Proper form can keep you safe from pain.

How and Why to Work on Your Running Form

If there’s one thing I stress when talking to runners in my physical therapy practice, it’s running form and body mechanics. Proper gait helps you run faster, longer, and more efficiently, and it’s key to injury prevention.

When I first started running, I was like many people and thought it was just something you go out and do – easy, right? But running is like any other sport, it involves enormous coordination. You wouldn’t just start swimming or playing basketball without learning how, and running is no different.

Many people find this out the hard way, by getting injured. And as I discovered for myself, getting sidelined and losing all the fitness and stamina you’ve built up is no fun. It gave me a new appreciation for the limitations of my body and the importance of taking care of it, but I’d prefer it if my patients didn’t have that happen.

Learn About Form

Most of us here in the Kaiser Permanente Physical Therapy department recommend Chi running, which emphasizes form and alignment.  You can learn more about it in the book Chi Running, which our Physical Therapy Department recommends to all runners. It’s an older book, but still one of the best. Written by ultra-marathon runner Danny Dreyer, it’s a practical guide to analyzing and improving your gait.

Chi running teaches you to land with your foot flat, putting most of the weight on the balls of your feet. This prevents the impact of each step from radiating upwards and causing knee, hip, and back pain. There’s more information on the Chi Running website, which offers learning materials, DVDs, a newsletter, and more.

Focus on Feet

Working on your running form can prevent a lot of problems down the line. But be careful of generalizations. For example, many people think pronation is a bad word, but it’s not that simple. If you watch people walk, you’ll notice that most people pronate as they push off. You don’t want to do it too much, but it’s part of your natural gait. How to tell?  Look at the soles of your shoes; if they are worn out on the outside of the heel and the inside of the big toe, you’re pronating.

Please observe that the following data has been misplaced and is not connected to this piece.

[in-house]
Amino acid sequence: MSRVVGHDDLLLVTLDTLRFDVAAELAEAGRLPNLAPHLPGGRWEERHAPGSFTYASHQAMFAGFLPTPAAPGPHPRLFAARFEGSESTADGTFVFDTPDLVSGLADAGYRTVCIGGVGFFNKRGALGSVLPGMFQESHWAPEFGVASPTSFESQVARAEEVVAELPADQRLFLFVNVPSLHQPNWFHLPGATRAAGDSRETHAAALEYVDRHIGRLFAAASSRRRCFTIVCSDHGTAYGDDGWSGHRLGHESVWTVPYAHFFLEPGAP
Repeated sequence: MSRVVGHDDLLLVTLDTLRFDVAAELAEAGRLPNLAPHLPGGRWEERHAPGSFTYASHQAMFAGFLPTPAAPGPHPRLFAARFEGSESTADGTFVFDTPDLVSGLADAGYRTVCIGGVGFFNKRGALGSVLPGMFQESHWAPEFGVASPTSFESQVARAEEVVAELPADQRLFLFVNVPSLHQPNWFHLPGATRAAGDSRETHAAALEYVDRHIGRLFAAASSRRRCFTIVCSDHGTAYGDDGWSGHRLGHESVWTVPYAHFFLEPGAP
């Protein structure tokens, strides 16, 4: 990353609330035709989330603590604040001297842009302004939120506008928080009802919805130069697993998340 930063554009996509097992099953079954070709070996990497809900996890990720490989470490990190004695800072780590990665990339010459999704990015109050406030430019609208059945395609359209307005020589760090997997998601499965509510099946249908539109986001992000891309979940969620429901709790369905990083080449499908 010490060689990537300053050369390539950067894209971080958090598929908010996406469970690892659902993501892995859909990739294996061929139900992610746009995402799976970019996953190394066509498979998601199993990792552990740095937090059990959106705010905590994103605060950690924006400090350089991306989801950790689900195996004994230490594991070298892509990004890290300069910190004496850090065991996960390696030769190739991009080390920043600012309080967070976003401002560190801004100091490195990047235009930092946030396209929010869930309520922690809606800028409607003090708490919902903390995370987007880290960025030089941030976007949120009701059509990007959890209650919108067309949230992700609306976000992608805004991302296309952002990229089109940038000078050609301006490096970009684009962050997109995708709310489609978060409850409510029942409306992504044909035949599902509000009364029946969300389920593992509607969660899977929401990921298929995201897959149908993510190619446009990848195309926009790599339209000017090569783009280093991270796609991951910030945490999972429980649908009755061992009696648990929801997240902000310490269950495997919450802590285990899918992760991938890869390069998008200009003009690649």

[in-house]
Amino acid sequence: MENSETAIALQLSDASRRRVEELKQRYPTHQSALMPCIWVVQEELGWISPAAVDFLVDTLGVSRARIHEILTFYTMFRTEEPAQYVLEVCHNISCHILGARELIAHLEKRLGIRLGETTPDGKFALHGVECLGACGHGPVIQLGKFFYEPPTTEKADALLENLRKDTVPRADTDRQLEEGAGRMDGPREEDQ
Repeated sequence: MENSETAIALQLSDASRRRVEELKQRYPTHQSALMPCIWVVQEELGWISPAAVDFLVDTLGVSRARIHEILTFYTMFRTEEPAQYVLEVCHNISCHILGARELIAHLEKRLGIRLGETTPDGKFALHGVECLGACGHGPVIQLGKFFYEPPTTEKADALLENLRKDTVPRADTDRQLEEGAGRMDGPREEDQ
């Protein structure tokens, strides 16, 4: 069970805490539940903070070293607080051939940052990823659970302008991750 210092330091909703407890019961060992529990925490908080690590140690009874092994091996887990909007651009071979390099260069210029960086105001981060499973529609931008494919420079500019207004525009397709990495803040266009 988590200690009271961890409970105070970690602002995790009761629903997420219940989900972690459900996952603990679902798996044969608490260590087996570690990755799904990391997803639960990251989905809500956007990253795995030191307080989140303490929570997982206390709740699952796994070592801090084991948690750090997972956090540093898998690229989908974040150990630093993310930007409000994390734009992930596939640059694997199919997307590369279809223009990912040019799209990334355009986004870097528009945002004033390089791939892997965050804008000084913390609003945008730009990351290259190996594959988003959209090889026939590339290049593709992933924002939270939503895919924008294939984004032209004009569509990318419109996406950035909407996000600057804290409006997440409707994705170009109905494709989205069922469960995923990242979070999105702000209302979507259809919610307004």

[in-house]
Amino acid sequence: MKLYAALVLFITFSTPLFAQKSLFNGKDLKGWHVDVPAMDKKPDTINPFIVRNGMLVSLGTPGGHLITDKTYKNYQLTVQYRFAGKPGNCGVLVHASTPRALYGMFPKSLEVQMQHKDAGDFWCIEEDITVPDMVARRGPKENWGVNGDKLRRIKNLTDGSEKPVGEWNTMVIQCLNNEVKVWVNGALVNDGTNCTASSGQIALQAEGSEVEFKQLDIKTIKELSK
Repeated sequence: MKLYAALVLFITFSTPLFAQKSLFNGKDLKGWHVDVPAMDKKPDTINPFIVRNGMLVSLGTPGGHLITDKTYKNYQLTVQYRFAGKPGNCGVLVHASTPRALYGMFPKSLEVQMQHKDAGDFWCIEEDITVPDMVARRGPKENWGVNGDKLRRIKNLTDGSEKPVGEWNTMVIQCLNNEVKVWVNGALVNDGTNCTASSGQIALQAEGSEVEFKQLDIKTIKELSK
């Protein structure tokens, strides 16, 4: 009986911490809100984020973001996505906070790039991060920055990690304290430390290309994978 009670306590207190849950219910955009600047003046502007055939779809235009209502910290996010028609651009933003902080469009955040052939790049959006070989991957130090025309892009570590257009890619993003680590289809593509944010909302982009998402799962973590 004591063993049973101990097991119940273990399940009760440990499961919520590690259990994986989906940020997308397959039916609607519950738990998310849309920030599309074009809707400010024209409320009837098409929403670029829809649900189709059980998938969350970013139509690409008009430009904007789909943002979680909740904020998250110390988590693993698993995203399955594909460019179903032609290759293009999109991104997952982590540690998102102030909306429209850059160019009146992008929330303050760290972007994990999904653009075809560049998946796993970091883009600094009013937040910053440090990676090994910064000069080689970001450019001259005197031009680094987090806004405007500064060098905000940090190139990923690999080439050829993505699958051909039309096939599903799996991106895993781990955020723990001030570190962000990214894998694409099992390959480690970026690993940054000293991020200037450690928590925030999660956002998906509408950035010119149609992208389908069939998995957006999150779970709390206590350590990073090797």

Another clue is to look at your footprint as you step out of the shower. If you see most of your foot outlined and you don’t have much arch, then your propensity to over-pronate is greater. If your arch is high, you’re less likely to over-pronate and may even under-pronate.

If you have either of these tendencies, you want to know about it and try to compensate or you can develop foot, knee, hip, or back pain. Or you may acquire an ongoing problem like shin splints or plantar fasciitis. At the same time, pronation is part of your natural gait, so you want to focus on the whole thing, and not just that.

Choosing the correct shoes can help; for example, stiffer shoes are often recommended for over-pronation. If you purchase your shoes from a running store, the sales staff will test you for alignment issues and recommend the right shoes. But if you’re relying on shoes to compensate for gait issues, you’re not really correcting the actual problem. And you’re not going to be wearing your running shoes all the time, but you’re always over-pronating.

Instead, try this tip – point your toes forward. Look down at regular intervals throughout the day and make sure your legs are aligned straight with your toes pointing directly forward, rather than turned in or out. Do this not just when you’re running, but when walking and standing as well.

Think you’ll have trouble remembering? At least initially, set a timer while you work, walk or run to let you it’s time for the straight-toe check. Eventually it will become a habit.

Brian Soo is a senior physical therapist at the Kaiser Permanente San Francisco Medical Center who works inpatient, outpatient, and in sports medicine.  A recreational runner for many years, Brian also bicycles, plays racquetball, and most importantly, paddles on a 20-person Dragon Boat team that competes internationally and practices three times a week. He also enjoys active video games and believes they can be an excellent complement to an overall fitness regime.